Misconfigured NAS Server, Lots of Insurance Customers’ Sensitive Data was Leaked
The loss of customer privacy reminds us of previous information breaches in the credit repair and marketing industry, and the UpGuard cyber risk team now wants to talk about MDJIA’s disclosure case. Is a Maryland state-owned private property insurance company that leaks thousands of customers’ information online due to misconfiguration of storage devices. The data exposure again warns us that highly sensitive personally identifiable information could leak to the web, in which case the data was leaked through the open ports of a networked device.
Exposure to the compromised data store is a backup of the JIA client files and statements, including customer names, addresses, phone numbers, birthdays, social security numbers, checks, bank accounts, and policy numbers. In addition to this important customer information, this leak exposes a series of internal access credentials that were originally used to manage and control the MDJIA association’s operations, including remote desktops, email, third-party usernames, and passwords.
Due to misconfiguration, enterprises are bound to invest enough resources to protect the data. The exposure of the external platform access credentials once again highlights the potential threat of third-party vendors and business partners sharing information.
On January 19, 2018, Chris Vickery, director of online risk research at UpGuard, noticed MDJIA because he discovered a networked storage (NAS) device belonging to the insurance association. The device is connected to the Internet through an open port that contains key and sensitive data related to the IT operations of the Association. The data is split into two parts – Backup (the environment with a large number of insurance clients and claimant data) and Share (including vouchers and more A folder of internal administrator data).
The BBackup and Share folders.
An in-depth understanding of the Association’s operations is based on the data exposed, which is part of Maryland and, like similar organizations in other states was formed through the federal FAIR (Fair Assurance Requirements) program.
What is FAIR’s property insurance policy? How do organizations like MDJIA meet their needs? The purpose of the FAIR policy is to protect the owner of the property with claims from policyholders, or those who live in areas prone to natural disasters. Many of these property owners are considered by the insurer to be unqualified applicants because they do not meet the requirements of a policy and are over-insured. Thus, the FAIR policy provides an acceptable basic category of insurance for those who are easily rejected by insurance companies. Although a statewide insurance association like MDJIA is not a public agency, the state government has covered the coverage of the FAIR’s Market Share Program, a private equity fund, and its revenue must be returned to the project. The association is voluntarily formed by insurers in all markets, all licensed and also involved in writing Maryland’s basic, homeowner and multi-risk property risk provisions.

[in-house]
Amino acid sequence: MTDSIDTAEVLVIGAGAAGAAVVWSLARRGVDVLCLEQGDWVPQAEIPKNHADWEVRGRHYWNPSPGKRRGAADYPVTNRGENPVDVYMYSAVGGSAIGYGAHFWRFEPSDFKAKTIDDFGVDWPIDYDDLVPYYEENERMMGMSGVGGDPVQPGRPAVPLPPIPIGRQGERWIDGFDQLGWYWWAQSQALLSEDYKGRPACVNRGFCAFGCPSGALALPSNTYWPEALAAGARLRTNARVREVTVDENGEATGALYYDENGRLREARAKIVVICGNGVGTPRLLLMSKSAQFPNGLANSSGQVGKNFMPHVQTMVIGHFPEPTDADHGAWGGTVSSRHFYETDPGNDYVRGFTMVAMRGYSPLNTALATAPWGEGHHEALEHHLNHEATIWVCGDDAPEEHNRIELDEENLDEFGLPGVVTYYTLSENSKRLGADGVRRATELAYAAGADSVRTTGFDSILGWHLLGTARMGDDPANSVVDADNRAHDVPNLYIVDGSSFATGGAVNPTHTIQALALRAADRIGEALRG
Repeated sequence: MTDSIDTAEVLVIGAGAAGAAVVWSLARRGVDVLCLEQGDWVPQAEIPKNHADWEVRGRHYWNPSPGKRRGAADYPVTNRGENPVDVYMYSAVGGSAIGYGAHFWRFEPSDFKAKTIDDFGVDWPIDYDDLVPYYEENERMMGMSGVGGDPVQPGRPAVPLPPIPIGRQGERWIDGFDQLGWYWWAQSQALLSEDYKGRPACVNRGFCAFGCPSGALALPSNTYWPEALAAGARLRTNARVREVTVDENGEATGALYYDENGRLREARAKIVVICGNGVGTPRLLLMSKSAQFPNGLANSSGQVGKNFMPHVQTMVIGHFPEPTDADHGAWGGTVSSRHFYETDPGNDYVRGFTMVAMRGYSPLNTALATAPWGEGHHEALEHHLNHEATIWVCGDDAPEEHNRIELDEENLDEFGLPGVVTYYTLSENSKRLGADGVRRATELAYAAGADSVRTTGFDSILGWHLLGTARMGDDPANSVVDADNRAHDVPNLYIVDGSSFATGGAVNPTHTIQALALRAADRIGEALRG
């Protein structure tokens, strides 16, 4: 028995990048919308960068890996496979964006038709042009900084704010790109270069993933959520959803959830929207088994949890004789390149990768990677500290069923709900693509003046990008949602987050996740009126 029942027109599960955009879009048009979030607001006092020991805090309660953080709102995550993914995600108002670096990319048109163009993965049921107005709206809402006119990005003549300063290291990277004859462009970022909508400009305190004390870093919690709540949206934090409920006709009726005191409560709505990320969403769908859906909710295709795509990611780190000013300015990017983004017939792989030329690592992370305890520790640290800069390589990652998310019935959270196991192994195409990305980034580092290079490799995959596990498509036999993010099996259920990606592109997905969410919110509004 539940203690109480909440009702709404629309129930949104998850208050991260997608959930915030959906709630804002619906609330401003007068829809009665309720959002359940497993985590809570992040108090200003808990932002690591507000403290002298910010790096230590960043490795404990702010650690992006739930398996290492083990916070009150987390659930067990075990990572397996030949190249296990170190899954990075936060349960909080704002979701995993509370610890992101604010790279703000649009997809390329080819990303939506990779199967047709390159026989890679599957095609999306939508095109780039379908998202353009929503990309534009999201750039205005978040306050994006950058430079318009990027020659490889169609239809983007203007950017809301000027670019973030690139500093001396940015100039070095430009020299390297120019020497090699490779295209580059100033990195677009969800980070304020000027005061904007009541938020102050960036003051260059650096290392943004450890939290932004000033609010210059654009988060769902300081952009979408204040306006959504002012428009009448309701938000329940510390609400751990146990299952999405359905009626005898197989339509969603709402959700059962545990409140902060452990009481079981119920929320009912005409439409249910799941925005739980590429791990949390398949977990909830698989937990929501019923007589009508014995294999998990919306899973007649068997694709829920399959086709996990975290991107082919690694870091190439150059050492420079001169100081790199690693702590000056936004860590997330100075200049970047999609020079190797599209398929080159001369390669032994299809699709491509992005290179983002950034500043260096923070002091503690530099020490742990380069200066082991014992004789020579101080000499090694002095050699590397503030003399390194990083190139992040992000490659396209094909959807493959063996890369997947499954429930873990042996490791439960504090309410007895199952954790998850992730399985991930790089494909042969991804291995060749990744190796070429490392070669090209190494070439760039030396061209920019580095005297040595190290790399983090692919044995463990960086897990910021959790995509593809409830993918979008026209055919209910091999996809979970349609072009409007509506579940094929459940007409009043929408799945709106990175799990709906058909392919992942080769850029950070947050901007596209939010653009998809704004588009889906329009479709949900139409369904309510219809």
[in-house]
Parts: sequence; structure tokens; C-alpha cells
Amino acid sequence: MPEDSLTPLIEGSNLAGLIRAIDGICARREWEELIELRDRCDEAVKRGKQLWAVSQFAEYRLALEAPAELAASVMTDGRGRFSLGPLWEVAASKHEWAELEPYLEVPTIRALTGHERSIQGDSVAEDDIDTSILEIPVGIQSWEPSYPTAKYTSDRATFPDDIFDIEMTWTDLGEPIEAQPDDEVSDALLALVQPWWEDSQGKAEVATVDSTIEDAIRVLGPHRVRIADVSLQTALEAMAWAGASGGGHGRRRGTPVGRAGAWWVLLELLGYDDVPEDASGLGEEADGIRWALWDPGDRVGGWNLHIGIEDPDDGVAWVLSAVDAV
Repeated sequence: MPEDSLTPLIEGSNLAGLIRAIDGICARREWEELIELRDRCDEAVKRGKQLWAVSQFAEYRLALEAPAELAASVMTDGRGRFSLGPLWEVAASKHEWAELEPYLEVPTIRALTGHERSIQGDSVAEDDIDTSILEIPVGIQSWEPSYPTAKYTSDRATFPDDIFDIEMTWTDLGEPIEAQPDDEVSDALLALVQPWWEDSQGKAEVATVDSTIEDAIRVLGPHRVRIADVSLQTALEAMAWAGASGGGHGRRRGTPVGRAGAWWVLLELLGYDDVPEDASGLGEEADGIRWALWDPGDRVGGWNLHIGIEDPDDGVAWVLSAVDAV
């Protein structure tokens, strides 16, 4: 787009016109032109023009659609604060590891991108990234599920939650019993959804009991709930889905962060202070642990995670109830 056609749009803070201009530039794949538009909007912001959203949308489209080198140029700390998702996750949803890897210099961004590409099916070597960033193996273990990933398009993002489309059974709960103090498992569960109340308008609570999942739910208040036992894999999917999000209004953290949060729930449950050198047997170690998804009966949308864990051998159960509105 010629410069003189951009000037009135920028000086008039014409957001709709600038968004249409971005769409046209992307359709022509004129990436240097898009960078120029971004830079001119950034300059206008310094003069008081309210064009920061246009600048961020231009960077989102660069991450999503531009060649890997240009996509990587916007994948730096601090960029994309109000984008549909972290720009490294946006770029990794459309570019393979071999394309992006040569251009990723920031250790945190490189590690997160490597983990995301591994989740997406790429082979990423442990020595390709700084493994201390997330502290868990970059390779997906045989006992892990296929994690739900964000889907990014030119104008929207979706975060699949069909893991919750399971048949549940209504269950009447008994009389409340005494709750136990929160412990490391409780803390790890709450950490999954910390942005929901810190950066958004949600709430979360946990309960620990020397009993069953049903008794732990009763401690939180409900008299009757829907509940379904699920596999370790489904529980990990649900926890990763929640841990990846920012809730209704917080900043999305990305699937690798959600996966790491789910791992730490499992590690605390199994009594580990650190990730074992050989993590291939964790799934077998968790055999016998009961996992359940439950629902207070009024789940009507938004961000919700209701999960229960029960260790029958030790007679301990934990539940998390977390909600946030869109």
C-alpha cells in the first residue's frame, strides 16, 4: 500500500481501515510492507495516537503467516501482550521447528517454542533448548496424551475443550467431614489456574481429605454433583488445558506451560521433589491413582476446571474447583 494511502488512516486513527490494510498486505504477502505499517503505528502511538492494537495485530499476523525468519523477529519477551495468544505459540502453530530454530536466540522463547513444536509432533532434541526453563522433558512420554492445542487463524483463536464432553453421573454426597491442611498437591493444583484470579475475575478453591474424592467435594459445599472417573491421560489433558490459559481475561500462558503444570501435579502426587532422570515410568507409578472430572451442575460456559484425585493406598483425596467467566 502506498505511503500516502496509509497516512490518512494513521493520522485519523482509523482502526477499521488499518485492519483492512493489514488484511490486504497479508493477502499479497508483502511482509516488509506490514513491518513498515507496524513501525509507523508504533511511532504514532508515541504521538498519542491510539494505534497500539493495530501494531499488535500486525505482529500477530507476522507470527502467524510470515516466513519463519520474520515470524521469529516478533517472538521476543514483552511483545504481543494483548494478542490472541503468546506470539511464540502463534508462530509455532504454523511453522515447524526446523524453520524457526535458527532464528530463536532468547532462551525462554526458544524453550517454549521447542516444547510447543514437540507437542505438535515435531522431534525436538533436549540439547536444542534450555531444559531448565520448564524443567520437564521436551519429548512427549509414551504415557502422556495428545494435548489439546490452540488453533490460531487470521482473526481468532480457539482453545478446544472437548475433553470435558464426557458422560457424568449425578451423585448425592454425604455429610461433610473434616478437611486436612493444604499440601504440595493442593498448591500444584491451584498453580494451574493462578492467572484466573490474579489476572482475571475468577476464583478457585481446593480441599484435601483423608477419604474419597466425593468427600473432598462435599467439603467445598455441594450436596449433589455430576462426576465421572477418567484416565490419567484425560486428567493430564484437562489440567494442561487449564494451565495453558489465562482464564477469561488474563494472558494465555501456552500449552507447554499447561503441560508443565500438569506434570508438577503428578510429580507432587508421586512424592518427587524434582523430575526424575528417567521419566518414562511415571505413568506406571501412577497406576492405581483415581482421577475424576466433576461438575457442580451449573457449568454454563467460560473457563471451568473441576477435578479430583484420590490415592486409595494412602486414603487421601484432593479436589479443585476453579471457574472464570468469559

In Maryland, this means that all state insurers in the state have to contribute to the JIA association, which in turn helps property owners who are vulnerable to denial. Unfortunately, after the exposure of a backup subfolder called Live, thousands of such vulnerable customers are also exposed from this unprotected storage device.
The interior of the “Live” subfolder.
BBackup contains a large number of files, all of which are customer-oriented JIA association IT operations documents, from the application for insurance to the claim for compensation. These data contain a large number of personal identification information. A 60GB folder called “appgen” contains a subfolder with more than 175,000 files saved from 2012 to the present. A similar sub-folder called “DU” contains 149,000 files, all of which are the applicant’s name, address, and phone number.
Property inspection reports and claims submissions, such as property damage reports, provide more customer details. However, the most troublesome is the social security number in the “appgen” folder, as well as the policy number information, as well as a check image showing the full bank card number.
The “Share” folder contains sensitive information about MDJIA’s IT assets. Internal password list, including passwords for JIA email addresses saved as plain text, and screenshots of TeamViewer remote desktop access credentials.
The exposure to MDJIA ISO ClaimSearch access credentials is even more devastating, a third-party insurance database provided by Verisk Analytics that contains millions of individual claims reports that industry experts refer to – in the unlikely event of a malicious visit, It is a tremendous treasure trove of identification information.